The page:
Joseph Bologne, Chevalier de Saint-Georges (1745-1799) was a virtuoso violinist, conductor, composer and champion fencer, who is remembered as the first classical composer of African ancestry.
Saint-George was born in Guadeloupe, West Indies, the son of a wealthy planter, Geroge Bologne de Saint-Georges and an African mother named Nanon. At the age of seven, Saint-Georges was brought to Paris for his education and began fencing at the age of thirteen. He excelled so rapidly in the sport that by age seventeen he was beating all of the best know champions.
Fencing quickly became his ticket into high society and composers Antonio Lolli and Francois Gossec both dedicated musical works to the young man. Although Saint-George already some abilities as a violinist, it is believed that both Lolli and Gossec contributed to Saint-Georges musical education. In 1979 Saint Georges emerged as part of Gossec’s new orchestra Le Concert des Amateurs of which he soon became concert master and later, conductor.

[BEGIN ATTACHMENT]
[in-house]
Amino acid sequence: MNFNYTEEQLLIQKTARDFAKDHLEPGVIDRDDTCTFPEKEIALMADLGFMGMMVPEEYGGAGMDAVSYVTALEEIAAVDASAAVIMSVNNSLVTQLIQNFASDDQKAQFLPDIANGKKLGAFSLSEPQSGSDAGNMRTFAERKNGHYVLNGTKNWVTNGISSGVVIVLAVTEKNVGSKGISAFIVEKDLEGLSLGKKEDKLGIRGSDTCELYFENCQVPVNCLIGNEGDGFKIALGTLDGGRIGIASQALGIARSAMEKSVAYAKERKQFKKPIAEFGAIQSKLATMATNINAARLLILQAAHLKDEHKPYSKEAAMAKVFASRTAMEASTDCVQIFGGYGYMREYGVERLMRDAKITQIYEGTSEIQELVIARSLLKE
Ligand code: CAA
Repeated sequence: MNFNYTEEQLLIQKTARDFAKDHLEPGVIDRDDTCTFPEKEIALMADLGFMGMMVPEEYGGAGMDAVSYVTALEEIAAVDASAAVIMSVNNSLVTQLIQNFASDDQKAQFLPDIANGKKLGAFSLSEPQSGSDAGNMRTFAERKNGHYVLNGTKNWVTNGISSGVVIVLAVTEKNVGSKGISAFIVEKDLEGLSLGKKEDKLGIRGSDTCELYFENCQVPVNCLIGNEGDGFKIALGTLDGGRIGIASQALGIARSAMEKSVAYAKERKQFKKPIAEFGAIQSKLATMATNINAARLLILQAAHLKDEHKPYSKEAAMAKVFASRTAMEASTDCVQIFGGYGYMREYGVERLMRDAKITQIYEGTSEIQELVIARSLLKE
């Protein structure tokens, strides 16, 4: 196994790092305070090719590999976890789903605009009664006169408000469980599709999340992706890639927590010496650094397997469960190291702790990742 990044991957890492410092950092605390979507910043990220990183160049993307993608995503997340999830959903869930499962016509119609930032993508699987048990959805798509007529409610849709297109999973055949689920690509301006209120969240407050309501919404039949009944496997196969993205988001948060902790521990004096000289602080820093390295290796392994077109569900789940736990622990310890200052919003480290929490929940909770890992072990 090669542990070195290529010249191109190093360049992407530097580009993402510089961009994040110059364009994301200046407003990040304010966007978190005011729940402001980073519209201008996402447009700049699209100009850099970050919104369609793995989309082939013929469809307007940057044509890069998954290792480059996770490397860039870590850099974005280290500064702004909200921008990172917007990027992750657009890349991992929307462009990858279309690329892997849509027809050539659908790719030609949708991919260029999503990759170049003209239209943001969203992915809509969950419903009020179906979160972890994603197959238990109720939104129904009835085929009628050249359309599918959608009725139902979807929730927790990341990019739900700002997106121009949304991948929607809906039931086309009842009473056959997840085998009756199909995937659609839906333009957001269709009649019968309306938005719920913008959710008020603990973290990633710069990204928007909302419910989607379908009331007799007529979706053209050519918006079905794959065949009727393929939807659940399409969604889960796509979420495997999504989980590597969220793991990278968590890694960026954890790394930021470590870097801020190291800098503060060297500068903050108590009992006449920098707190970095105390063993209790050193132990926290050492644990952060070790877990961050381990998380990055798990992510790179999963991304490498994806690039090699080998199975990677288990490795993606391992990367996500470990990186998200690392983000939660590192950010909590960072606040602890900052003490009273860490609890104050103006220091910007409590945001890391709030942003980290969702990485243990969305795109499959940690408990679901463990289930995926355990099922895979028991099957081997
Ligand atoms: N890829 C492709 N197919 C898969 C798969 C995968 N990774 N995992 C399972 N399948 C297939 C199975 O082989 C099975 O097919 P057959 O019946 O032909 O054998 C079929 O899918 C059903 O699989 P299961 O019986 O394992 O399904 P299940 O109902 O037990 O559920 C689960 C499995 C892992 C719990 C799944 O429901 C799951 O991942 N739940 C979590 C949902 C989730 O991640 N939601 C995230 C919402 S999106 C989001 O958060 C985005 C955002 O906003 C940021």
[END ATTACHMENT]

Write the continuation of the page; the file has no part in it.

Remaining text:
In 1772 Saint-Georges dazzled audiences with his debut performance as a soloist, playing the first two violin concertos that he himself had written. Between 1771- and 1779 Saint-Georges composed many other works that included a set of six string quartets, two symphonies, eight symphony concertantes, twelve additional violin concertos, and six operas.
During the French Revolution, Saint-Georges became colonel of the Legion St. Georges, the first all black regiment in Europe. Following the war, Saint Geroge once again built up an orchestra and continued with his musical pursuits until 1799 when he died due to illness.